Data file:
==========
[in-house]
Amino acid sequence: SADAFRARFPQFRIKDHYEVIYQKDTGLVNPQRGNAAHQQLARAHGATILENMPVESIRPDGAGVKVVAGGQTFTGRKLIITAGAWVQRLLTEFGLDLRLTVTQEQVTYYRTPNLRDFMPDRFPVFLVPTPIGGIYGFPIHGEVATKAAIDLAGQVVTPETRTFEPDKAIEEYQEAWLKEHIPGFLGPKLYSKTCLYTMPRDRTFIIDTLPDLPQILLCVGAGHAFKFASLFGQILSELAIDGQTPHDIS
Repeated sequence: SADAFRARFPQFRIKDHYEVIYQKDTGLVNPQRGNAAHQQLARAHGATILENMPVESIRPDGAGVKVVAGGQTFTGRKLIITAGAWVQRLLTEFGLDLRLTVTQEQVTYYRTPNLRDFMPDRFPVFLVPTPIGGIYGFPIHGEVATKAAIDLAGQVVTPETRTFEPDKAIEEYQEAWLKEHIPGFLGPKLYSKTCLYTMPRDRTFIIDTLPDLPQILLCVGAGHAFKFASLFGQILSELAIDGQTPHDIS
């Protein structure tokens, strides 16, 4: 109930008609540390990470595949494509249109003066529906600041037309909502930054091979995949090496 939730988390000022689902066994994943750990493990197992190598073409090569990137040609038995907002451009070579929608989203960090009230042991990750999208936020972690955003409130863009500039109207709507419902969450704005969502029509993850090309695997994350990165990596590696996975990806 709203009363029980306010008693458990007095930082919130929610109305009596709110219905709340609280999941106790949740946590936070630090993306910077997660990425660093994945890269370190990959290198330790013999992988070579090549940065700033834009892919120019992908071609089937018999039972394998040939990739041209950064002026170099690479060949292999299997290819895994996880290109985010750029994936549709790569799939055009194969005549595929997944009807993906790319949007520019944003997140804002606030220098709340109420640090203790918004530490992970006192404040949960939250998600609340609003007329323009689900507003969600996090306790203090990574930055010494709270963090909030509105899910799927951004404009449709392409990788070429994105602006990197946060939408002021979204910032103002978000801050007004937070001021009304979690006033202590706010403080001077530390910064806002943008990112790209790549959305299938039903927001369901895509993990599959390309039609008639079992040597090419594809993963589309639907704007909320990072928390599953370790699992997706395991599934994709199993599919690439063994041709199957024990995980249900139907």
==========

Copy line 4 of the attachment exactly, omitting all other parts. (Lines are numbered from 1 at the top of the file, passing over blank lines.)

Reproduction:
């Protein structure tokens, strides 16, 4: 109930008609540390990470595949494509249109003066529906600041037309909502930054091979995949090496 939730988390000022689902066994994943750990493990197992190598073409090569990137040609038995907002451009070579929608989203960090009230042991990750999208936020972690955003409130863009500039109207709507419902969450704005969502029509993850090309695997994350990165990596590696996975990806 709203009363029980306010008693458990007095930082919130929610109305009596709110219905709340609280999941106790949740946590936070630090993306910077997660990425660093994945890269370190990959290198330790013999992988070579090549940065700033834009892919120019992908071609089937018999039972394998040939990739041209950064002026170099690479060949292999299997290819895994996880290109985010750029994936549709790569799939055009194969005549595929997944009807993906790319949007520019944003997140804002606030220098709340109420640090203790918004530490992970006192404040949960939250998600609340609003007329323009689900507003969600996090306790203090990574930055010494709270963090909030509105899910799927951004404009449709392409990788070429994105602006990197946060939408002021979204910032103002978000801050007004937070001021009304979690006033202590706010403080001077530390910064806002943008990112790209790549959305299938039903927001369901895509993990599959390309039609008639079992040597090419594809993963589309639907704007909320990072928390599953370790699992997706395991599934994709199993599919690439063994041709199957024990995980249900139907």